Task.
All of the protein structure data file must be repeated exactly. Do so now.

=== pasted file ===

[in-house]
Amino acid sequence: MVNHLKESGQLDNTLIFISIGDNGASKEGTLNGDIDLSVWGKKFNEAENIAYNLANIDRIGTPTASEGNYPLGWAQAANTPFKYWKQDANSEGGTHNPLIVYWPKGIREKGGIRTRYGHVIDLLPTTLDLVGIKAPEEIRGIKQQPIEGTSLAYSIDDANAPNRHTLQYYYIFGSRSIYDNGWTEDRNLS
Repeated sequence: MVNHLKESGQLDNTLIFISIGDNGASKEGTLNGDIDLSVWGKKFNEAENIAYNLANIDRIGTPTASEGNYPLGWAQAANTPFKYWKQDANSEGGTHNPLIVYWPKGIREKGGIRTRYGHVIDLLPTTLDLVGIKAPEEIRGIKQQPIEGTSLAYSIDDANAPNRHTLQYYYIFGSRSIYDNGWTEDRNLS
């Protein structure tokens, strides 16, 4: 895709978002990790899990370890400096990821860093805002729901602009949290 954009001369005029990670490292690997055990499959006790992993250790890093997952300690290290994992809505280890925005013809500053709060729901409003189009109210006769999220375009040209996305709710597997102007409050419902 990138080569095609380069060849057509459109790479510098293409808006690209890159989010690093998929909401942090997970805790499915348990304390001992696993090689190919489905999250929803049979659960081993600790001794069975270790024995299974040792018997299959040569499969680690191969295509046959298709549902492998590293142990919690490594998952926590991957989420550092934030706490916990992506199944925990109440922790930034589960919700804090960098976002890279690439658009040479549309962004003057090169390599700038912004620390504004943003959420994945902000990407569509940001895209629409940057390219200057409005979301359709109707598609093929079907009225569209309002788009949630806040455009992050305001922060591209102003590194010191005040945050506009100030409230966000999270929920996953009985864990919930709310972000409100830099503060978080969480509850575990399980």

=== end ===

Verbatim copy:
[in-house]
Amino acid sequence: MVNHLKESGQLDNTLIFISIGDNGASKEGTLNGDIDLSVWGKKFNEAENIAYNLANIDRIGTPTASEGNYPLGWAQAANTPFKYWKQDANSEGGTHNPLIVYWPKGIREKGGIRTRYGHVIDLLPTTLDLVGIKAPEEIRGIKQQPIEGTSLAYSIDDANAPNRHTLQYYYIFGSRSIYDNGWTEDRNLS
Repeated sequence: MVNHLKESGQLDNTLIFISIGDNGASKEGTLNGDIDLSVWGKKFNEAENIAYNLANIDRIGTPTASEGNYPLGWAQAANTPFKYWKQDANSEGGTHNPLIVYWPKGIREKGGIRTRYGHVIDLLPTTLDLVGIKAPEEIRGIKQQPIEGTSLAYSIDDANAPNRHTLQYYYIFGSRSIYDNGWTEDRNLS
């Protein structure tokens, strides 16, 4: 895709978002990790899990370890400096990821860093805002729901602009949290 954009001369005029990670490292690997055990499959006790992993250790890093997952300690290290994992809505280890925005013809500053709060729901409003189009109210006769999220375009040209996305709710597997102007409050419902 990138080569095609380069060849057509459109790479510098293409808006690209890159989010690093998929909401942090997970805790499915348990304390001992696993090689190919489905999250929803049979659960081993600790001794069975270790024995299974040792018997299959040569499969680690191969295509046959298709549902492998590293142990919690490594998952926590991957989420550092934030706490916990992506199944925990109440922790930034589960919700804090960098976002890279690439658009040479549309962004003057090169390599700038912004620390504004943003959420994945902000990407569509940001895209629409940057390219200057409005979301359709109707598609093929079907009225569209309002788009949630806040455009992050305001922060591209102003590194010191005040945050506009100030409230966000999270929920996953009985864990919930709310972000409100830099503060978080969480509850575990399980």